Dark Devotion is a 2D indie RPG as dark as its name suggests

Dark Devotion looks kind of like Castlevania, but here's the thing—as soon as one of its dungeon doors slam shut behind you it's locked for good. Only the hub space of Filthblood Shelter, where friendly characters like Bones the blacksmith hang out, can be revisited. The rest of Dark Devotion's temple is a series of paths with no doubling back. At no point do I find a blue grappling hook and realize now I can reach that blue ledge in level three. 

It's still in development but there's a demo up on itch.io right now, and that's what I'm playing. As a templar who starts out armed with a sword, shield, and bow, I've been drawn to this temple for reasons that are vague (the creators are French and have flagged the translation as something they're working on), but since there are skeletons, swinging blade traps, and treasure chests in here it's pretty obvious what to do. 

Reaching a ledge, I kneel to look down and see a pit full of spikes. It's a very Prince of Persia moment. A diving roll puts me past the trap and onto what should be safe ground on the far side. Then a woman with clawed hands attacks me, each of her blows bouncing off my shield and pushing me back, until I slide right into those spikes. "YOUR DEVOTION HAS FADED," the death screen tells me. 

But it's not game over and I reappear in a burst of light within Filthblood Shelter, ready to try again. This time I roll past Mrs. Claws to hack at her unprotected back and then push on, where I'm rewarded with a treasure chest that has some healing rags in it. 

Dark Devotion is a bleak experience. As is probably obvious by now, there's a bit of Dark Souls influence in there, complete with a stamina bar that empties faster than you'd like with every attack or dodge, only refilling when your shield is down.   

The temple isn't a nice place, with those who braved it prior to you often lying down to give up, and enemies frequently chained to the walls. It sure is fun, though. The combat is fast and thunky, thanks to smooth animations that make you feel every hit. There's also a light puzzle element to it, with levers that can be hit with arrows to move platforms and doors and statues that can only be interacted with through prayer (which empties your faith bar, forcing you out to refill it by defeating heathens and monsters).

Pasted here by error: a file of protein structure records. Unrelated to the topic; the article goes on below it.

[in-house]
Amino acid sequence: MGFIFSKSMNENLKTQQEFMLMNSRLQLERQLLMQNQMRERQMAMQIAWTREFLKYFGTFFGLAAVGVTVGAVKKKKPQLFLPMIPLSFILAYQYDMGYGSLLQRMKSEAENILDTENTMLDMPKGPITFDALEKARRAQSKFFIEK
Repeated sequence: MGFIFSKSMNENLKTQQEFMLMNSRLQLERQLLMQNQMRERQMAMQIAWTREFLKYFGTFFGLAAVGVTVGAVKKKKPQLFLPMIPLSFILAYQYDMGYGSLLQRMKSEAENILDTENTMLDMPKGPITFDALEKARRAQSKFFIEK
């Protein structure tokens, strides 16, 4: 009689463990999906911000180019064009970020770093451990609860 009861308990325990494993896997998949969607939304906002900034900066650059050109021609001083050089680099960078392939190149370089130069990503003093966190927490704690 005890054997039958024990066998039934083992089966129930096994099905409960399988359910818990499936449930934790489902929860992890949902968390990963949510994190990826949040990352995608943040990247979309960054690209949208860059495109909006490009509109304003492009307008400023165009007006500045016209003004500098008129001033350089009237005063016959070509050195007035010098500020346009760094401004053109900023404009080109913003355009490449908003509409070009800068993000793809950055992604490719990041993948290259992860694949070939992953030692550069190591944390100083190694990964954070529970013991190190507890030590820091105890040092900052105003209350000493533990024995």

Hibernian Workshop have been working on Dark Devotion for two years and made it through Steam Greenlight back when that was still a thing, but now they're crowdfunding the money they need to finish it. They're looking for €20,000 and their Kickstarter runs till October 17.

The demo contains the first world and a boss, which is a decent amount to play and definitely worth trying as its own thing. I've dodged descending spears while fighting undead, foolishly swapped my shield for a torch, and generally had a good time with Dark Devotion. Still, I'd like to see it grow into a full game some day.

Jody Macgregor
Weekend/AU Editor

Jody's first computer was a Commodore 64, so he remembers having to use a code wheel to play Pool of Radiance. A former music journalist who interviewed everyone from Giorgio Moroder to Trent Reznor, Jody also co-hosted Australia's first radio show about videogames, Zed Games. He's written for Rock Paper Shotgun, The Big Issue, GamesRadar, Zam, Glixel, Five Out of Ten Magazine, and Playboy.com, whose cheques with the bunny logo made for fun conversations at the bank. Jody's first article for PC Gamer was about the audio of Alien Isolation, published in 2015, and since then he's written about why Silent Hill belongs on PC, why Recettear: An Item Shop's Tale is the best fantasy shopkeeper tycoon game, and how weird Lost Ark can get. Jody edited PC Gamer Indie from 2017 to 2018, and he eventually lived up to his promise to play every Warhammer videogame.